“Rotten Truth of Tooth Decay,” Los Angeles Times, July 4, 2011.

“Oral infection is the No. 1 chronic disease in children–five times more prevalent than asthma–and experts estimate that more than 50% of children will have some tooth decay by age 5,” reports the LA Times in a special section devoted to dental issues in babies and children.  Pediatric dentists explain how tooth decay in childhood often leads to tooth decay in adulthood.  The importance of education and awareness is emphasized as the key to changing the course of a child’s future oral health.

According to the LA Times article, tooth decay in infancy and childhood can lead to some long-term problems, including:

  • impaired speech development
  • poor nutrition
  • missed school days


When the front two teeth have to be removed due to decay, toddlers have difficulty forming words such as “the” or “two.”  If nutritious foods require more chewing with strong teeth, those with tooth pain will opt for soft foods such as bread instead of dense nutritious food such as meat and vegetables.  And, numerous studies show that tooth pain is a leading cause of missed school days, resulting in poor learning.


Although many parents do not take their child to the dentist until the 5th birthday, the American Academy of Pediatric Dentistry has been spreading the message “first visit by first birthday.”   The care of gums and teeth begins in infancy, explain the dentists, adding that the most common misconception is that primary teeth are less important than permanent ones.  As we mentioned earlier, primary teeth determine future oral health.


Pediatric dentists suggest cleaning a baby’s mouth and gums with a soft and damp washcloth. This removes food particles and bacteria and gets the baby used to daily oral hygiene. When the teeth erupt, some dentists suggest cleaning the child’s teeth at least twice a day with an extremely soft-bristled brush.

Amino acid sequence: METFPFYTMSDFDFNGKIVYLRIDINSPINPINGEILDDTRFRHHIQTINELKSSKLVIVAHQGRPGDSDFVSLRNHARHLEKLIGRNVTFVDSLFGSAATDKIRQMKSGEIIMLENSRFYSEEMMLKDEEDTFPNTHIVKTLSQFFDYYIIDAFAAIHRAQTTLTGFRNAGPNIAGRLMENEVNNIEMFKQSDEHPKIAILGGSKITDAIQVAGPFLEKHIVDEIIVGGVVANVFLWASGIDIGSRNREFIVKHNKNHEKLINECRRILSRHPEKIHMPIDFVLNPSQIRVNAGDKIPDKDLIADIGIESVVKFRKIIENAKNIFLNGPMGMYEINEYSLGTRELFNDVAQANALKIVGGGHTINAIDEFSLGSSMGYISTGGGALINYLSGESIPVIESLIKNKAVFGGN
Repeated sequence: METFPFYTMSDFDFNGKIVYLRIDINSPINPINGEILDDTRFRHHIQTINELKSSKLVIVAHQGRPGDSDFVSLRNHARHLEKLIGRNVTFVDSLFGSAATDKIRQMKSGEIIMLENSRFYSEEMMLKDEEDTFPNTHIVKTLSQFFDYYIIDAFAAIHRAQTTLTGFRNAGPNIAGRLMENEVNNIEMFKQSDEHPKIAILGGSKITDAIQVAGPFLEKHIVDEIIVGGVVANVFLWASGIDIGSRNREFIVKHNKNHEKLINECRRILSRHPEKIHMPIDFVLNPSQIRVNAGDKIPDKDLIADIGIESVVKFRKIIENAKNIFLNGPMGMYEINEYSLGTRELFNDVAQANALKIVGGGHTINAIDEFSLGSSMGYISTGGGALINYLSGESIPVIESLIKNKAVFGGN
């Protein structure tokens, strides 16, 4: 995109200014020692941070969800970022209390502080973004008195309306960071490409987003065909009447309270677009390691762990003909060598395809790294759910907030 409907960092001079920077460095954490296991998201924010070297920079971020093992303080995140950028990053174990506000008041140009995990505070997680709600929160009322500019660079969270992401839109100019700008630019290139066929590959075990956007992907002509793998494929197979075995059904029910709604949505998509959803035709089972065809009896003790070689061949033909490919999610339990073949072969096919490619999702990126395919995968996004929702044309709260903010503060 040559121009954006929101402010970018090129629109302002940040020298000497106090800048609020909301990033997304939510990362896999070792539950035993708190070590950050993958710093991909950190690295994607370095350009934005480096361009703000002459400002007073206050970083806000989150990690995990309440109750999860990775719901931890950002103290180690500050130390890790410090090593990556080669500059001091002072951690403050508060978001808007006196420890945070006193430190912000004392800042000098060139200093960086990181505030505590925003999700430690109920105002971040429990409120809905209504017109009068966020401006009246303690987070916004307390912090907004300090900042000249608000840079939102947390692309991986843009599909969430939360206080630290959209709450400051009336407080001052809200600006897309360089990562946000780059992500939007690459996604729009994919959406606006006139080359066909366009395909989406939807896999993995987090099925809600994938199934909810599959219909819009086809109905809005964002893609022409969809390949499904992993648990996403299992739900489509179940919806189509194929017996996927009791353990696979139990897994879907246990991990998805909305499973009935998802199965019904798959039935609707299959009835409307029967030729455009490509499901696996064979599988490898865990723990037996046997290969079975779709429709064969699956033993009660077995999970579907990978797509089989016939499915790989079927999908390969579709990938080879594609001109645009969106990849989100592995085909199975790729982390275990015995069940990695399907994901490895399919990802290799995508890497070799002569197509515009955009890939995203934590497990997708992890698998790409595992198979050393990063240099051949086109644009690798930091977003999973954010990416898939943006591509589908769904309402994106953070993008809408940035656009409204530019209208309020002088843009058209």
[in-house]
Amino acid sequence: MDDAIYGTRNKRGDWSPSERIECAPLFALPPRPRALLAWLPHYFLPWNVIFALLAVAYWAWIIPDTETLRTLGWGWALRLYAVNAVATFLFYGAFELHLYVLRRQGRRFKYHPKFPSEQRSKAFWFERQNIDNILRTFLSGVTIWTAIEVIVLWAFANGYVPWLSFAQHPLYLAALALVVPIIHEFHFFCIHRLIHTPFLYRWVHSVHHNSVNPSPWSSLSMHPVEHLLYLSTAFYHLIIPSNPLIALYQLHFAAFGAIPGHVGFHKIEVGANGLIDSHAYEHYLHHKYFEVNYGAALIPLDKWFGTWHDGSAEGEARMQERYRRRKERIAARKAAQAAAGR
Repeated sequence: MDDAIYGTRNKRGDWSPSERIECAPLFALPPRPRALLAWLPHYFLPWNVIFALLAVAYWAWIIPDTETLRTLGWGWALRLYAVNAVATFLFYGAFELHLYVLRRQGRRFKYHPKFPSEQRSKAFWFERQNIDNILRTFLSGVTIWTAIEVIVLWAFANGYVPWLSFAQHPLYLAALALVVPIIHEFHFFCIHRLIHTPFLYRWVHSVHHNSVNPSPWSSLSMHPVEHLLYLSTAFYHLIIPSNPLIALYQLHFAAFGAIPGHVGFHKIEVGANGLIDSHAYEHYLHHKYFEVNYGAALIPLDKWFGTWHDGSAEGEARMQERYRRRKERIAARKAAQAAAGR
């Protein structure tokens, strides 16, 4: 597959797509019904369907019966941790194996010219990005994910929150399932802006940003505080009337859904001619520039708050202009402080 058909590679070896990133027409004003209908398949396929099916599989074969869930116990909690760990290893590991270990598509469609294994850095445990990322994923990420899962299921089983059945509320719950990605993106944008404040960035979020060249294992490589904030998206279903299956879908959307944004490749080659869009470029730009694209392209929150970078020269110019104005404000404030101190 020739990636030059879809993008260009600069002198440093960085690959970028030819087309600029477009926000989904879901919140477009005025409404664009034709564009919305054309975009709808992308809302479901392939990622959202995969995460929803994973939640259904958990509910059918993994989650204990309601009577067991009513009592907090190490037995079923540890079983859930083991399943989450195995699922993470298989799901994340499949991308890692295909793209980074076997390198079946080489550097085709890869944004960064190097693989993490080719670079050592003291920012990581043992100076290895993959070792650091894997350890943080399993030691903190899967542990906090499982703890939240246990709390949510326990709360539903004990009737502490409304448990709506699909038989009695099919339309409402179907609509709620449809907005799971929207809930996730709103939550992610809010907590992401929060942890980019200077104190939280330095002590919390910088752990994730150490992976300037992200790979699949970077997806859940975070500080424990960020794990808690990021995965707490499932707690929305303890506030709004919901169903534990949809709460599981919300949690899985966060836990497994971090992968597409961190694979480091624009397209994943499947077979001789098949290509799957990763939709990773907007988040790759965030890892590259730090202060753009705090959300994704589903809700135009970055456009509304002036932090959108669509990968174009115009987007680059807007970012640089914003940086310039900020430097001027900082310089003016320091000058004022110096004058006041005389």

One of the main habits to avoid is putting baby to bed with a bottle.  The milk remains on baby’s teeth and causes decay, often referred to as “baby bottle tooth decay”  Also be aware when giving juice instead of water to baby, it also puts leaves on their teeth.  If baby drinks juice, try and follow with some water to rinse the teeth.  The lingering acid is the cause of  decay, eventually creating cavities in baby teeth.

Although poor dental health in children transcends social and economic boundaries,  through parent education we can improve the oral health of the young.


  1. Practicing good oral health in your family will help protect your child’s bright smile and future. Taking good care of your child’s teeth is important. your child should visit a dentist by the time he or she reaches one year of age to stop baby bottle tooth decay.

  2. Good dental hygiene for your baby is extremely important. You should start caring for the baby’s gums even before the teeth come in so that we can protect from baby tooth decay. You are right about that overdoses of fluoride are dangerous for children. Nice post. Post again.

  3. be aware when giving juice instead of water to baby, it also leaves acid on their teeth. Make it a habit to wipe clean your baby’s teeth every time after feeding. through parent education we can improve the oral health of the that we can protect from baby bottle tooth decay. nice blog.

    • Hi Andy:

      Thanks for re-emphasizing a point we discussed in this post. It is extremely important to wipe bay’s teeth clean after drinking milk or juice. We can not repeat this too many times!!!

  4. Pingback: Baby Tooth Decay | Stellar Caterpillar | ABC Smiles

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